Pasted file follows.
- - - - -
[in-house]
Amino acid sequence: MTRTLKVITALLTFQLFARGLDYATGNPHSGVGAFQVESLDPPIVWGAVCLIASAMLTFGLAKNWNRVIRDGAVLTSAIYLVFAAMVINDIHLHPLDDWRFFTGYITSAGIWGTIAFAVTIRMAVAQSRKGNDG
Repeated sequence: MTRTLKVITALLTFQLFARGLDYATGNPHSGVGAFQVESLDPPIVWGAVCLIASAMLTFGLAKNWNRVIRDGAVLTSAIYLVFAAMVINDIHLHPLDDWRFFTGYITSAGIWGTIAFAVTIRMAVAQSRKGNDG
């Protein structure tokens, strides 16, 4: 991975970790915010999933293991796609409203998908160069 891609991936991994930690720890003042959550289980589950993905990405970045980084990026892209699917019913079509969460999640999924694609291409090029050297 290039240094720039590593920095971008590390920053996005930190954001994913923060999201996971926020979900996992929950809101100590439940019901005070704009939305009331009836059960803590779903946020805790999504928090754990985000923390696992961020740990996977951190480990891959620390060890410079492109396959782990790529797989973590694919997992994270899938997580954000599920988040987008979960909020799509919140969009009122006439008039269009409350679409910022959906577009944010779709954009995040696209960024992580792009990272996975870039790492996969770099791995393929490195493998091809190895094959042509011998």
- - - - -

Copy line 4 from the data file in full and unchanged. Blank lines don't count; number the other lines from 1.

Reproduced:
């Protein structure tokens, strides 16, 4: 991975970790915010999933293991796609409203998908160069 891609991936991994930690720890003042959550289980589950993905990405970045980084990026892209699917019913079509969460999640999924694609291409090029050297 290039240094720039590593920095971008590390920053996005930190954001994913923060999201996971926020979900996992929950809101100590439940019901005070704009939305009331009836059960803590779903946020805790999504928090754990985000923390696992961020740990996977951190480990891959620390060890410079492109396959782990790529797989973590694919997992994270899938997580954000599920988040987008979960909020799509919140969009009122006439008039269009409350679409910022959906577009944010779709954009995040696209960024992580792009990272996975870039790492996969770099791995393929490195493998091809190895094959042509011998």